Another area that needs more work in this regard is work around increasing understanding around diversity education. I have had a great reflective journey on my practice that was kickstarted by following conversations such as #disrupttexts and #31DAYSIBPOC. I also was blessed with a teacher in University that was doing this type of work with soon to be teachers by challenging us to look deeper at historical thinking, representation and the narratives provided in our text books. The work of teaching our students to see the diversity around us and respect it is so important. So often we see teachers say we need a diverse library. I of course agree. The question raised lately is what exactly are we doing with this library? Just putting Ghost Boys on the shelf and not talking about it does little. Just having The Whispers as a recommended title but not book talking its importance does little. It is great to include the beautifully diverse texts that are out there but WHAT we do with them is so important.

This week there has been a great critical conversation on a piece of literature that is meant to “improve” student engagement. The author in their excitement to share posted an activity that at this point still appears to be extremely problematic as students virtually role play colonization. The WHY the author claims is to help students recognize the stories being told are leaving groups out. A great cause and why. The what, the means to achieve the why is the issue. Many educators pointed out this issue, much like students participating in slavery simulations or having debates around immigration or writing letters home from concentration camps (all actual assignments that have been on twitter in a celebratory way) this activity fails to observe the problematic issues it creates. The othering, the isolation, the failure to see the impact it can do to students who do not fit the colonizer identity. The other problem is this is a published book that many teachers who do not consider the WHAT are going to read, share and celebrate. Students need engaging work, students need to have fun at school. When those are the WHY it is a noble cause. When the WHAT we do to get there is problematic we need to stop and ask why. My social studies students are engaged with discussions around historical thinking and perspectives, what voices are being elevated and who is being erased? That can be done without making it a game.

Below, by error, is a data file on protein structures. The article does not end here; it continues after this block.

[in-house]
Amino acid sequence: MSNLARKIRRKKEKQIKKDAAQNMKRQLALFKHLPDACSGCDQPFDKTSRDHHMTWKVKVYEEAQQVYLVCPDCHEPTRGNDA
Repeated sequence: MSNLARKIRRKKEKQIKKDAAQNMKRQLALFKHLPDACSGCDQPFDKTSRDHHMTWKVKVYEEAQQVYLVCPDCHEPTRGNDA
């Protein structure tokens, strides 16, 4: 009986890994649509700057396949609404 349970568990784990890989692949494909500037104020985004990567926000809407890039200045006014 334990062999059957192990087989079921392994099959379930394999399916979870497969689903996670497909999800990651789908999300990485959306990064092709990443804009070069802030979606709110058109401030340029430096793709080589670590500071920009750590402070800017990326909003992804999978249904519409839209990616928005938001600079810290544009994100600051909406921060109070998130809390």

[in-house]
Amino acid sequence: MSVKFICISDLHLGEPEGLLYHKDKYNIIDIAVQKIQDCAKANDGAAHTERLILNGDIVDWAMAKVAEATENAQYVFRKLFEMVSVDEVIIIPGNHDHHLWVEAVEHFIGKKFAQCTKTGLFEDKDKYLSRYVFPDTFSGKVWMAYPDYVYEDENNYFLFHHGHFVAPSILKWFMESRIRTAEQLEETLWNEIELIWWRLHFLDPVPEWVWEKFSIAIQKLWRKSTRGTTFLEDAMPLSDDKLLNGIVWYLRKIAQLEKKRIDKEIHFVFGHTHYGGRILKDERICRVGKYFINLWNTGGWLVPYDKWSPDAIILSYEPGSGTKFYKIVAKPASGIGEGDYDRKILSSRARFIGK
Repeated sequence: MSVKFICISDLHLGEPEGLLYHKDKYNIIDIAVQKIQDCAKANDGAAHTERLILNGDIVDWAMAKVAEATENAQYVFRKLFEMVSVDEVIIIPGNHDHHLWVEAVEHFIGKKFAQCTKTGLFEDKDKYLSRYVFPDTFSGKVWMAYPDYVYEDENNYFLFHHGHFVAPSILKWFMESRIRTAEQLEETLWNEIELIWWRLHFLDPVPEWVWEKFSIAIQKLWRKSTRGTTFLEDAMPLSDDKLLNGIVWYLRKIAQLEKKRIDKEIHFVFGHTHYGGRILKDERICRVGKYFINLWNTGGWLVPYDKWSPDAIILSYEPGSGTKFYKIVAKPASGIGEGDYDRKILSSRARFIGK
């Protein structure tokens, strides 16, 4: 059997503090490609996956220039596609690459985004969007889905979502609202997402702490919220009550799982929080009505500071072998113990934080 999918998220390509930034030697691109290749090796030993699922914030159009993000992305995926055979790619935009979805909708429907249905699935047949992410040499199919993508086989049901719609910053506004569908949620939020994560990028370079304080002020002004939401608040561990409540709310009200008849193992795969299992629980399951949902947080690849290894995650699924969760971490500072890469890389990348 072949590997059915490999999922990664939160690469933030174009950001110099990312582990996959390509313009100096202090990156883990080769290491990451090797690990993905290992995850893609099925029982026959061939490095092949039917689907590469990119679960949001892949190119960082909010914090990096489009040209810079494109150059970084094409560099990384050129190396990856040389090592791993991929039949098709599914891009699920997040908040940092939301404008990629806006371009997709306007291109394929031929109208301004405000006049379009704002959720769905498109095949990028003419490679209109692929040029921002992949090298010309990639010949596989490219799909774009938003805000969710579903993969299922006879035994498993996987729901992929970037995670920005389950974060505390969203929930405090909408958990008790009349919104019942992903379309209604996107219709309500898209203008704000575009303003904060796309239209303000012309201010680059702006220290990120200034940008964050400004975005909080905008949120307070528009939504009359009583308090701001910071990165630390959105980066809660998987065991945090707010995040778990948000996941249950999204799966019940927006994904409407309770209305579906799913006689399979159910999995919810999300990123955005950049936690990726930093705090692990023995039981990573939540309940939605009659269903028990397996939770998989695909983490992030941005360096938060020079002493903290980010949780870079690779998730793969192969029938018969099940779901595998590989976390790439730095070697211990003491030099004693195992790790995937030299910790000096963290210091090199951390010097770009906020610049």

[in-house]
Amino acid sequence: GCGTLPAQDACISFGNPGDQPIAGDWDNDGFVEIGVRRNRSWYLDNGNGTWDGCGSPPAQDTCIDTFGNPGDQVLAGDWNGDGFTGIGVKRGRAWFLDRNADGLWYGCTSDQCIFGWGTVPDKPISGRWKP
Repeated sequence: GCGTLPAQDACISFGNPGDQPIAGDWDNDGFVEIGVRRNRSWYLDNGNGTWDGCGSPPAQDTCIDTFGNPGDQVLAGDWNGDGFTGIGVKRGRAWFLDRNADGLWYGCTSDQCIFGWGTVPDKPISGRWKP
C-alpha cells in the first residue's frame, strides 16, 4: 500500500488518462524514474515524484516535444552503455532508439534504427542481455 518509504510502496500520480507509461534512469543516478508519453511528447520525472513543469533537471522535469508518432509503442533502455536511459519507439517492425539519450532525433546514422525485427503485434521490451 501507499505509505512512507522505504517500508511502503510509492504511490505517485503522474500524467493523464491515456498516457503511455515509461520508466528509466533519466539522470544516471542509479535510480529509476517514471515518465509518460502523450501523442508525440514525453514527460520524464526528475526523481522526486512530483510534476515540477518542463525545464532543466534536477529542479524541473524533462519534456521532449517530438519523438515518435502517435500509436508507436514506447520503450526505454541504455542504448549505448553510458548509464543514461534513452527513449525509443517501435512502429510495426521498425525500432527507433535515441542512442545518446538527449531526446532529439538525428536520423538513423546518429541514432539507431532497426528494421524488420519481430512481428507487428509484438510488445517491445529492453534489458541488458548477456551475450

Teaching is a combination of the WHAT and the WHY. If we are not critically thinking of both things we are not likely addressing the complete needs of our students and classroom.

My other side

Those of you who read the blog know that I am pretty passionate about teaching and literacy. While of course this is true, literacy work has not always been my first teaching love.

When I started teaching I always wanted to be a Social Studies teacher. As a student in High School I loved talking politics, I loved learning about ideologies and leaders of the past. I loved history. In university I was introduced to one of the most brilliant and compassionate educators I have ever met who taught me about the important of Historical Thinking and Historical Significance.

Over the past few years I have moved my focus more to literacy work but that does not diminish my love for Social Studies. I have held on to one Social Studies section since moving to the Junior High. Canadian history. As a student I was least interested in the history of my own country. European arrivals was where we always started, like there was nothing before then, and we just made our way up through British and French Conflict, Confederation and Modern Canada. As a kid it strikes me that most of education was slanted that way… a single story.